So they'd get a 10 in any score the form *doesn't* have physically, and a 5 in any score the form doesn't have mentally.

As far as natural lycanthrope, let's look at what they are.

Lycanthrope Description with Wererat and Werewolf Examples

It's actually a really *tame* use of Polymorph Any Object.

Just remember that all benefits and drawbacks of a form apply, so DR10/Silver would be present, and if you're not the GM, expect your GM to have it come up on a more regular basis as time progresses and word gets out about what the character's form is.


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You don't get the stat block of the creatures, ever. You modify your original stats per the spells that simulate the effect you're going for (like Form of the Dragon).

In the event that a creature or object doesn't have an ability score you give it a 5 or 10 as appropriate and modify per the effect of the spell being simulated (again, like form of the dragon).

Liberty's Edge

Claxon wrote:

You don't get the stat block of the creatures, ever. You modify your original stats per the spells that simulate the effect you're going for (like Form of the Dragon).

In the event that a creature or object doesn't have an ability score you give it a 5 or 10 as appropriate and modify per the effect of the spell being simulated (again, like form of the dragon).

so would it be like giving the person the same abilities both SU and EX as well as spell like abilities from the race and then maybe like a stat increase if appropriate? but they would not change their stats to match a creature description? like say if i wanted to be an ettin i wouldnt get automatically 20 strength (or whatever they have) but like a +6 to strength?


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No.

If you use Polymorph any Object on yourself to...
Turn into a dragon, it works like Form of the Dragon 1 (technically it works like Greater Polymorph, which says it works like FoD1. Except for the duration (which is calculated via the chart in Polymorph Any Object) it works exactly as if you had cast Form of the Dragon 1 on yourself. This applies as well for beast or magical creatures as Beast Shape IV, elementals with Elemental Body III, huamniods as alter self, plant (creatures) as Plant Shape II. So you don't get SU or Ex abilities unless the spell explicitly says so.

The problem becomes when you start doing things not covered by those other polymorph spells. Such as your Ettin example. Ettins are humanoid (giants). Humanoid types are covered by alter self, but Ettins are too large for normal use with Alter Self. So you would kind of have to extrapolate from this, and that should only be done by a GM.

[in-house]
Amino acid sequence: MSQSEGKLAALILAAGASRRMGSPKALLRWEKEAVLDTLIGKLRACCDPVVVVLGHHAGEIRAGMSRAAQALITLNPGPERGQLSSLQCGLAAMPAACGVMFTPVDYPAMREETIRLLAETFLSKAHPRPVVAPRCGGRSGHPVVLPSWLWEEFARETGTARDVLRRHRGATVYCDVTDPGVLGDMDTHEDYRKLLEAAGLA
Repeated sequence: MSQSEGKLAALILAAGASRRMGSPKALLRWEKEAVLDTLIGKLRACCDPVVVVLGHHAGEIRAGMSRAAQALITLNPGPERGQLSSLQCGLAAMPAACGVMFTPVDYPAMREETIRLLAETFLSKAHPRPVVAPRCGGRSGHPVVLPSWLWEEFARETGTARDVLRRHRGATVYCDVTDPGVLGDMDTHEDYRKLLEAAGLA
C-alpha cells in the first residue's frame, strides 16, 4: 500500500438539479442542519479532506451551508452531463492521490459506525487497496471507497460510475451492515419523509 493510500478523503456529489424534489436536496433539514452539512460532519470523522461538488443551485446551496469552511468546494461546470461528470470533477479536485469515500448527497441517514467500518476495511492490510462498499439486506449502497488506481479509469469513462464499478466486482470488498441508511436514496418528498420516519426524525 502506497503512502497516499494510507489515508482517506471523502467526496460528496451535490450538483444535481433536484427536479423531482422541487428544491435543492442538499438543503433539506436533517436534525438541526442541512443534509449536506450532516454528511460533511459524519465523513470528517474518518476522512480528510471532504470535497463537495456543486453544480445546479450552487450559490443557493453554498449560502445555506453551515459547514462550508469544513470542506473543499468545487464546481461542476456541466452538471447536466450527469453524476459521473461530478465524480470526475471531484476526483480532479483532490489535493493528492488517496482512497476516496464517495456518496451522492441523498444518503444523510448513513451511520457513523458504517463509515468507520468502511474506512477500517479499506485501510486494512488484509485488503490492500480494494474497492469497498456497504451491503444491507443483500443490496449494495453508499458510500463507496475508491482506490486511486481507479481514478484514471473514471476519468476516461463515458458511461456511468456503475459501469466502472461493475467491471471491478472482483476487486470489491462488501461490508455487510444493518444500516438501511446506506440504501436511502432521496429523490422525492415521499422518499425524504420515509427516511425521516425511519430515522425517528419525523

Generally speaking I don't think you don't get any SLAs and only occasionally get Su or Ex abilities.

Really, PAO is a terrible spell because it leaves far too much open to interpretation because there are too many things not covered by the other Polymorph spells to explain how to run the spell.


Pathfinder Adventure Path Subscriber; Starfinder Charter Superscriber

Did you read through the polymorph section of the chapter on magic in the core rulebook?

Polymorph: A polymorph spell transforms your physical body to take on the shape of another creature. While these spells make you appear to be the creature, granting you a +10 bonus on Disguise skill checks, they do not grant you all of the abilities and powers of the creature. Each polymorph spell allows you to assume the form of a creature of a specific type, granting you a number of bonuses to your ability scores and a bonus to your natural armor. In addition, each polymorph spell can grant you a number of other benefits, including movement types, resistances, and senses. If the form you choose grants these benefits, or a greater ability of the same type, you gain the listed benefit. If the form grants a lesser ability of the same type, you gain the lesser ability instead. Your base speed changes to match that of the form you assume. If the form grants a swim or burrow speed, you maintain the ability to breathe if you are swimming or burrowing. The DC for any of these abilities equals your DC for the polymorph spell used to change you into that form.

In addition to these benefits, you gain any of the natural attacks of the base creature, including proficiency in those attacks. These attacks are based on your base attack bonus, modified by your Strength or Dexterity as appropriate, and use your Strength modifier for determining damage bonuses.

If a polymorph spell causes you to change size, apply the size modifiers appropriately, changing your armor class, attack bonus, Combat Maneuver Bonus, and Stealth skill modifiers. Your ability scores are not modified by this change unless noted by the spell.

Unless otherwise noted, polymorph spells cannot be used to change into specific individuals. Although many of the fine details can be controlled, your appearance is always that of a generic member of that creature's type. Polymorph spells cannot be used to assume the form of a creature with a template or an advanced version of a creature.